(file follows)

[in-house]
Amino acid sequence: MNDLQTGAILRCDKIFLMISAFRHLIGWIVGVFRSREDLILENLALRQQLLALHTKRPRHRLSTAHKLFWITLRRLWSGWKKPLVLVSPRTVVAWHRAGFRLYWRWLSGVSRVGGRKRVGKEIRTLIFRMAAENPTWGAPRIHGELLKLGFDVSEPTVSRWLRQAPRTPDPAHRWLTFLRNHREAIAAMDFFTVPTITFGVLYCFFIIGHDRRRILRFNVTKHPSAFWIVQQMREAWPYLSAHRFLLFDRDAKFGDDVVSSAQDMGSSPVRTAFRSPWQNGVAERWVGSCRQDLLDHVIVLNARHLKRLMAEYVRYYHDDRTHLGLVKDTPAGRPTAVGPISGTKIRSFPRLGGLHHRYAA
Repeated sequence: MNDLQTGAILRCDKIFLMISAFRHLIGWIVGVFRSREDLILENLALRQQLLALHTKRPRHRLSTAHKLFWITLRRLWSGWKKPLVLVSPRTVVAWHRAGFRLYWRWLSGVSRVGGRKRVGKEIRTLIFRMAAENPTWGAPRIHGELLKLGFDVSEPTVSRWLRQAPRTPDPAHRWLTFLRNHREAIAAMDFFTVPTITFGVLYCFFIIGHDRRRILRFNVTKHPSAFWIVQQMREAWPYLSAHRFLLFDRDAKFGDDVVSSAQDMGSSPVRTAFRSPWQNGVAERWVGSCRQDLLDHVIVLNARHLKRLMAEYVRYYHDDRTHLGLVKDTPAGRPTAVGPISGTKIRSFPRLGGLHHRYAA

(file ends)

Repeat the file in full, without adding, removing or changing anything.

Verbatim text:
[in-house]
Amino acid sequence: MNDLQTGAILRCDKIFLMISAFRHLIGWIVGVFRSREDLILENLALRQQLLALHTKRPRHRLSTAHKLFWITLRRLWSGWKKPLVLVSPRTVVAWHRAGFRLYWRWLSGVSRVGGRKRVGKEIRTLIFRMAAENPTWGAPRIHGELLKLGFDVSEPTVSRWLRQAPRTPDPAHRWLTFLRNHREAIAAMDFFTVPTITFGVLYCFFIIGHDRRRILRFNVTKHPSAFWIVQQMREAWPYLSAHRFLLFDRDAKFGDDVVSSAQDMGSSPVRTAFRSPWQNGVAERWVGSCRQDLLDHVIVLNARHLKRLMAEYVRYYHDDRTHLGLVKDTPAGRPTAVGPISGTKIRSFPRLGGLHHRYAA
Repeated sequence: MNDLQTGAILRCDKIFLMISAFRHLIGWIVGVFRSREDLILENLALRQQLLALHTKRPRHRLSTAHKLFWITLRRLWSGWKKPLVLVSPRTVVAWHRAGFRLYWRWLSGVSRVGGRKRVGKEIRTLIFRMAAENPTWGAPRIHGELLKLGFDVSEPTVSRWLRQAPRTPDPAHRWLTFLRNHREAIAAMDFFTVPTITFGVLYCFFIIGHDRRRILRFNVTKHPSAFWIVQQMREAWPYLSAHRFLLFDRDAKFGDDVVSSAQDMGSSPVRTAFRSPWQNGVAERWVGSCRQDLLDHVIVLNARHLKRLMAEYVRYYHDDRTHLGLVKDTPAGRPTAVGPISGTKIRSFPRLGGLHHRYAA